The man who exposed a New Plymouth councillor's social media rant suggesting the Māori language be left to die, says the subsequent apology was disappointing.
Murray Chong has emailed the people who made formal complaints about his Facebook post saying he was sorry for the comments and any offence he had caused.
He went on to say the comments were his personal view and had nothing to do with the council.
Taranaki businessman Dinnie Moeahu, who shared Mr Chong's post, said the councillor should have apologised in person.
"I was informed I would be receiving a phone call from councillor Murray Chong and I was actually looking forward to it.
"The best way to deal with things is kānohi ki te kānohi, face to face, and if we were to sit down and have a conversation about it. I mean we're all adults."
Mr Moeahu wouldn't comment further on the nature of the apology.
"The apology is what it is. When I first opened it up there was a whole lot of emotions going through.
"We drew national attention to the issue, there was a huge public outcry and that's the apology so what else can I say? The discipline has happened to Murray Chong and that's it.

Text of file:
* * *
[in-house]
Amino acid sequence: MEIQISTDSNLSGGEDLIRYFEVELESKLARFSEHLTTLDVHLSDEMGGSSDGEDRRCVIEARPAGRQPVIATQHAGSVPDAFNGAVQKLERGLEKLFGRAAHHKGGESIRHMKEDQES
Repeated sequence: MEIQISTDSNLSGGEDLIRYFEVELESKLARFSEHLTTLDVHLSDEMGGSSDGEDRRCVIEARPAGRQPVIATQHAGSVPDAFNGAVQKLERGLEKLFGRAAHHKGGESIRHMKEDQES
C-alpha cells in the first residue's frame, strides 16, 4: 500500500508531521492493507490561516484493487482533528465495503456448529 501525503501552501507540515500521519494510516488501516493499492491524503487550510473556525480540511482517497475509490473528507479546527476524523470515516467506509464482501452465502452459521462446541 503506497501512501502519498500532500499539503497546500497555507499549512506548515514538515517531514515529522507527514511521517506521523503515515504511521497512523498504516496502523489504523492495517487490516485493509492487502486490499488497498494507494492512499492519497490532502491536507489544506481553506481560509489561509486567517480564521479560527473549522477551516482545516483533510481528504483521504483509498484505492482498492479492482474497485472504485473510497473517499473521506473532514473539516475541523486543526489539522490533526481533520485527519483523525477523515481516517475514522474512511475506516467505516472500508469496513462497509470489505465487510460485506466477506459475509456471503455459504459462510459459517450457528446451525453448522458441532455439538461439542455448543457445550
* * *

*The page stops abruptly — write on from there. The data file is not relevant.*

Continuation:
"I could give you my personal view but anything I say won't affect on the outcome."
Mr Moeahu extended an invitation to Mr Chong to join him on a marae as his guest to discuss the issues he raised about the Māori language.
"The offer will always be there. We're not about being exclusive. We're always about inclusion as a people. We want people to see from our point of view."
Mr Chong could not be contacted for comment today.
New Plymouth Mayor Neil Holdom said Mr Chong had been censured for breaching the council's Code of Conduct.
In particular making public comments likely to cause offence and bringing the council into disrepute.
"Councillor Chong has not been disciplined for expressing a personal opinion. All Councillors are free to express their opinions and at the same time we have all agreed to abide by a Code of Conduct," Mr Holdom said.
He said Mr Chong had accepted this and apologised via email to the five members of the public who formally complained, and that concluded the formal disciplinary process.
Mr Holdom did not offer an opinion on whether an emailed apology was appropriate.